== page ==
Wait for pay panel to continue
With the “ballooning” salary and pension bill admittedly its biggest problem, cash-strapped Punjab has not made any move towards setting up of a new pay commission, the announcement for which was made by Chief Minister Parkash Singh Badal for 3.50 lakh employees more than a month back.
Punjab’s poor fiscal health has forced the state government to wait and watch before setting up the state’s Sixth Pay Commission. With the Government of India yet to accept the proposals of almost 20 per cent wage hike for its employees, as recommended by the Central Pay Commission, Punjab has decided to wait for the outcome.
The state is witnessing a period of slow revenue growth, “because of a negative economic sentiment”, even as its expenditure continues to grow by over 15 per cent annually. Almost 65 per cent of its total revenue receipts are used up in salaries and wages of employees and pensions and retirement benefits.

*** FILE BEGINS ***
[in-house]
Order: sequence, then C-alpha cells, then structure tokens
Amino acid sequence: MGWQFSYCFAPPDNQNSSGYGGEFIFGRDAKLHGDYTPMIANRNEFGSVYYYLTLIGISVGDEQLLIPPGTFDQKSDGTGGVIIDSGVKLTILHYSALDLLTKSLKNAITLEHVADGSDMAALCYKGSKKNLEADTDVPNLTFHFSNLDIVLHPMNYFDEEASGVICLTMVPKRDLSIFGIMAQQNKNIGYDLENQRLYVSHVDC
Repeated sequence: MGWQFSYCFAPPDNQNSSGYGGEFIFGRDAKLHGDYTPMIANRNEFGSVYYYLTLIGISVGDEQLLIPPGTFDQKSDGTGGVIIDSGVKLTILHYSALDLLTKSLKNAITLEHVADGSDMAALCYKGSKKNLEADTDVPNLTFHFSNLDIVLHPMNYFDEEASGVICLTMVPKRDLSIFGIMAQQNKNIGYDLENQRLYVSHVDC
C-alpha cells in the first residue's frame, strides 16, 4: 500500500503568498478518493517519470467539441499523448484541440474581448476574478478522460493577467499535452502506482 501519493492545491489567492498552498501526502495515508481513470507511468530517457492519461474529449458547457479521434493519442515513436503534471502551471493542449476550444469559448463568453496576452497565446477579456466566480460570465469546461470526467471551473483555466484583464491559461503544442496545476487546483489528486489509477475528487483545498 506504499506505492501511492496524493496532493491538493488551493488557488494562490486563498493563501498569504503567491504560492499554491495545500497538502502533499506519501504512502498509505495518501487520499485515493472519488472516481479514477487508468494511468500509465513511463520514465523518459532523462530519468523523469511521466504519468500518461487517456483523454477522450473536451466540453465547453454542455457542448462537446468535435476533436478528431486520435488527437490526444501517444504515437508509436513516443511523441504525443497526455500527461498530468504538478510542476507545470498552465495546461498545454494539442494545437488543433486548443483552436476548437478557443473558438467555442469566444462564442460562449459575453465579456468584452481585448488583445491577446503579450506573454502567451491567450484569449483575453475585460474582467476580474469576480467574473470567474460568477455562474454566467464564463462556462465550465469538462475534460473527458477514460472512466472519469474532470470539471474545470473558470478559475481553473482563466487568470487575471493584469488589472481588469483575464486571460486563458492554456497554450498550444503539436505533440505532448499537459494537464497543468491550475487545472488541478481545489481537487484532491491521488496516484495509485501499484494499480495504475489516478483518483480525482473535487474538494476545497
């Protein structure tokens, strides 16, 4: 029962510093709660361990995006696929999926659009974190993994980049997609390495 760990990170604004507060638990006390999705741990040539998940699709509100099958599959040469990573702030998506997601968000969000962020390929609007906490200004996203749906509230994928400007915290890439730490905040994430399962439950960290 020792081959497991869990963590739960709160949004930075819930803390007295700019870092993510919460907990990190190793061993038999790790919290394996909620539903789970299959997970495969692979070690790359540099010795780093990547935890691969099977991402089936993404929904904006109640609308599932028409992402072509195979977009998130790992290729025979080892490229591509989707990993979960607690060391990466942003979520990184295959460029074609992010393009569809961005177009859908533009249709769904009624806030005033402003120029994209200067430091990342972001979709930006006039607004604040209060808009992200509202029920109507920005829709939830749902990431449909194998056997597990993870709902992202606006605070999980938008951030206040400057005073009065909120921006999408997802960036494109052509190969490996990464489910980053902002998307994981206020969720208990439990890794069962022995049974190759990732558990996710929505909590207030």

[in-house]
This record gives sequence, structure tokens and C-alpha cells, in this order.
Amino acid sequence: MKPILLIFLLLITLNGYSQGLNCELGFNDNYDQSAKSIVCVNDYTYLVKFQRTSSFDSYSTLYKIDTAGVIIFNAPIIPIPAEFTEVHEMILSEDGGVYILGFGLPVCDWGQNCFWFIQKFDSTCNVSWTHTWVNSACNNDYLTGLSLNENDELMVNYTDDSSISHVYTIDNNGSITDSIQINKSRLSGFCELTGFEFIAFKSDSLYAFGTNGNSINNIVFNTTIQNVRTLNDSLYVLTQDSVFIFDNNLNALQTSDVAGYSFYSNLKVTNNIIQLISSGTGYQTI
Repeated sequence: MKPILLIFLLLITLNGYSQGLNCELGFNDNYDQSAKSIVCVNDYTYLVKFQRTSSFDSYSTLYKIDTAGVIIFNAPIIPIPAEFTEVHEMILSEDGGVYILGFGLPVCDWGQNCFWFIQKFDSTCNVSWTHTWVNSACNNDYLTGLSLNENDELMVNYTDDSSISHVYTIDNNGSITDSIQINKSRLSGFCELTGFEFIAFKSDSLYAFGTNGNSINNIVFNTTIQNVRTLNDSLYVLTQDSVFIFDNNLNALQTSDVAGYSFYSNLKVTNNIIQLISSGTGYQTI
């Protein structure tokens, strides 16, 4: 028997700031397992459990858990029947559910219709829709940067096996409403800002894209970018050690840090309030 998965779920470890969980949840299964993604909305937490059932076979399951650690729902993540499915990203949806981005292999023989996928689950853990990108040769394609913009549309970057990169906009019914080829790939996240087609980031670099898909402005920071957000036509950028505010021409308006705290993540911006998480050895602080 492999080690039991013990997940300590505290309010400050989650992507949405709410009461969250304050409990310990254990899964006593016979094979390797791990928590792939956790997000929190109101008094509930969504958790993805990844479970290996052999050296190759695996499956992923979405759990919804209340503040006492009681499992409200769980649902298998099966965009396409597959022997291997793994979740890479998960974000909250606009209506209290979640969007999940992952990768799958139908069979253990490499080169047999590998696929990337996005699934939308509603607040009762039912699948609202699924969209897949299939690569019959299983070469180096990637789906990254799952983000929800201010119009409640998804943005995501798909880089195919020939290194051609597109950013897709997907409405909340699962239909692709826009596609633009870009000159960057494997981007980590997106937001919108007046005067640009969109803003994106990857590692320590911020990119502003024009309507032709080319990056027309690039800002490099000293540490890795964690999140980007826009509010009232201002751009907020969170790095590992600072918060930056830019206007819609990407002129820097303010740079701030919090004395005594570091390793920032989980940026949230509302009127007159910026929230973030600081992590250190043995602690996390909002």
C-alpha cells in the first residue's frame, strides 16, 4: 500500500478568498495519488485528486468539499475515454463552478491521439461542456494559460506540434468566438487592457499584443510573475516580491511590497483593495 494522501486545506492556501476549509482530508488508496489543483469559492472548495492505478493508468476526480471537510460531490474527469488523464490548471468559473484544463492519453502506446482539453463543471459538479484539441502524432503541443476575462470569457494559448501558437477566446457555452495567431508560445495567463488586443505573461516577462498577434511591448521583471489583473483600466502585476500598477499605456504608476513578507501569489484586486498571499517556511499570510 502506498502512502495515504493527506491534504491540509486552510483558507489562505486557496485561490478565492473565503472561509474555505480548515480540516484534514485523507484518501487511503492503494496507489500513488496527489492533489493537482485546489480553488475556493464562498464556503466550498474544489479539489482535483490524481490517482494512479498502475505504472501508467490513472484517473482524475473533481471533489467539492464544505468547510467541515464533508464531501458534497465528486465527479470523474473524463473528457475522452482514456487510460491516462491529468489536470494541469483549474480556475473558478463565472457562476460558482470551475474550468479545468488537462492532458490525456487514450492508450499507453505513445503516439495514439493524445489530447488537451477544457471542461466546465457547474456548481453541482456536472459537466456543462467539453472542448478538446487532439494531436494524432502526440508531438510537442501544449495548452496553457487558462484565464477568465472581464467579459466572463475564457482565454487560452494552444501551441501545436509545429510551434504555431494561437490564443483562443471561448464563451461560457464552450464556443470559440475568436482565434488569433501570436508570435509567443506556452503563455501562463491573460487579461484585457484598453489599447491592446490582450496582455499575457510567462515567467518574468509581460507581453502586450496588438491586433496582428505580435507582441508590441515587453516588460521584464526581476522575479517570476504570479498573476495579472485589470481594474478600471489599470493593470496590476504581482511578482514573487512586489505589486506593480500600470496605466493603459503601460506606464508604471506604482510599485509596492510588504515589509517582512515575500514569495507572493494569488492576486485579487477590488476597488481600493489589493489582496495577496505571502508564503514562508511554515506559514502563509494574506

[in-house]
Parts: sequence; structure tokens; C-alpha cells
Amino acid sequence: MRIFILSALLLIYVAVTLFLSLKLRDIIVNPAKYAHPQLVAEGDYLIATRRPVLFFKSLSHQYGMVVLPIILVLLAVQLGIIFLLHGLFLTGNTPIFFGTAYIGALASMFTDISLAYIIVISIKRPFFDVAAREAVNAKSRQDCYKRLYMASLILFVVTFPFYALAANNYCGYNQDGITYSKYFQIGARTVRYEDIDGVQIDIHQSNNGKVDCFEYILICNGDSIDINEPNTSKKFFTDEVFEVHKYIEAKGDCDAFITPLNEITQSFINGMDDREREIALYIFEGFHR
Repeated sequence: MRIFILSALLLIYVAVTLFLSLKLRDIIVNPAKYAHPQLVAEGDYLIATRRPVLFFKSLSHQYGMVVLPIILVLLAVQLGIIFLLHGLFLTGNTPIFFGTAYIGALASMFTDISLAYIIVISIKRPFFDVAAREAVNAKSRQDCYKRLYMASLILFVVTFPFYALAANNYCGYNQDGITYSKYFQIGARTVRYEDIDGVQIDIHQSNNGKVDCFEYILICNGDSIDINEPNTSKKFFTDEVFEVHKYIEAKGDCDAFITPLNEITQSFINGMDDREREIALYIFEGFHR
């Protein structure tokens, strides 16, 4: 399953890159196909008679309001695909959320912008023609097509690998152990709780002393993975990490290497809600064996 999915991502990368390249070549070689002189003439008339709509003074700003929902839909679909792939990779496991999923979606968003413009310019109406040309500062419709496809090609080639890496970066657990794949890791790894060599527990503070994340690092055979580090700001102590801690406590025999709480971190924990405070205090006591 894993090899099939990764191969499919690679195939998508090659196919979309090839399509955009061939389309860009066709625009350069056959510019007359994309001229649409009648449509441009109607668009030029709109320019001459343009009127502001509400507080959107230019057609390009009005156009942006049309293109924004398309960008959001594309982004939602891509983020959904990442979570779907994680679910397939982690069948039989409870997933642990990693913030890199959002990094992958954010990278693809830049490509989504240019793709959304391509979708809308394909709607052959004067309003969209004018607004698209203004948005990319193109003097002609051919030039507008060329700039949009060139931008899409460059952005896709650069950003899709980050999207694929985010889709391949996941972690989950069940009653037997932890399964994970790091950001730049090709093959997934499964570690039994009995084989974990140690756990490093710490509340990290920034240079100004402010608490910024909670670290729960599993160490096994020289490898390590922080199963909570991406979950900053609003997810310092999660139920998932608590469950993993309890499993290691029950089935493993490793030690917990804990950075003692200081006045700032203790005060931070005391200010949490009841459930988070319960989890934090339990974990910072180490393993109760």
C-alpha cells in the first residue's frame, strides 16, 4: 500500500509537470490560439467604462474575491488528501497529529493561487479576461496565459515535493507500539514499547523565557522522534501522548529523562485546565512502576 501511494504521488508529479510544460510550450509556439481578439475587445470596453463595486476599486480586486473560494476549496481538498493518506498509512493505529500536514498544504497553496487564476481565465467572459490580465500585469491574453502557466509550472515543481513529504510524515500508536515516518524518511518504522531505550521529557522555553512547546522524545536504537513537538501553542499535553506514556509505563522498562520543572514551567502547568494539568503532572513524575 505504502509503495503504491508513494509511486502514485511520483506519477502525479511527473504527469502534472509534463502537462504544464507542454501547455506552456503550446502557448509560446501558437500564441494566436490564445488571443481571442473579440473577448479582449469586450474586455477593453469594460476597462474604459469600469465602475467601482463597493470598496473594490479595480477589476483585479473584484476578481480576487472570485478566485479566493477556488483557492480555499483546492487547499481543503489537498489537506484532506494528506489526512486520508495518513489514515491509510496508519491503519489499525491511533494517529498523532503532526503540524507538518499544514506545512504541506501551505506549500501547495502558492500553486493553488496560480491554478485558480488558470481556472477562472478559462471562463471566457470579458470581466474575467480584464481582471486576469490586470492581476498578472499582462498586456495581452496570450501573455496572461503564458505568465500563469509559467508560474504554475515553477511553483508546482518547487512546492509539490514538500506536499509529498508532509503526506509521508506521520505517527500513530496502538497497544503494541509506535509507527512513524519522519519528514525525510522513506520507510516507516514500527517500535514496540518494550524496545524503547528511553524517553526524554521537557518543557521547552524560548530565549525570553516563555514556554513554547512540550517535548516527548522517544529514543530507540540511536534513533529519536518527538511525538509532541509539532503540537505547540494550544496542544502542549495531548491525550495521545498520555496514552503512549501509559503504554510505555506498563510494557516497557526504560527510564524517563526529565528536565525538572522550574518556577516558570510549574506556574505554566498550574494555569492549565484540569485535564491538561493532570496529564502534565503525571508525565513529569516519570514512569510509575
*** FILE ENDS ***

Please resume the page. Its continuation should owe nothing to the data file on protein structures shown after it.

Finance Minister Parminder Singh Dhindsa admits that the state’s salary bill is too high, and any new hike would hit the state’s finances badly. “Each year, the salary bill increases by over Rs 3,000 crore as dearness allowance rises each year. Often, other states like Himachal Pradesh, that follow Punjab’s pattern of wage revision, complain that the salaries in the state are too high,” he says.
Of the Rs 46,229.24 crore that Punjab is expected to earn during this fiscal (though considering the current situation, the total revenue receipts will be less), Rs 25,536.35 crore is the state’s salary and pension bill alone.
Official sources say that the terms of reference of the Sixth Pay Commission will be made in a way that the percentage hike is minimal and wages will be brought at par with that of government employees in other states.
Officially, the line taken by Dhindsa is that they are yet to decide on the terms of reference of the wage commission. “The Cabinet has to collectively take the decision on who should be heading the Pay commission. But personally, I feel that the salary and wage bills alone take up the major chunk of our earnings, leaving very little room to carry on development activities,” he says.
Sources say that as and when the central pay commission recommendations are accepted by the Centre, the state will set up its own pay commission. “But the recommendations will take almost 14-18 months to come by, and the process to implement it would take a total of two years. So, the state government gets that breather for two years.”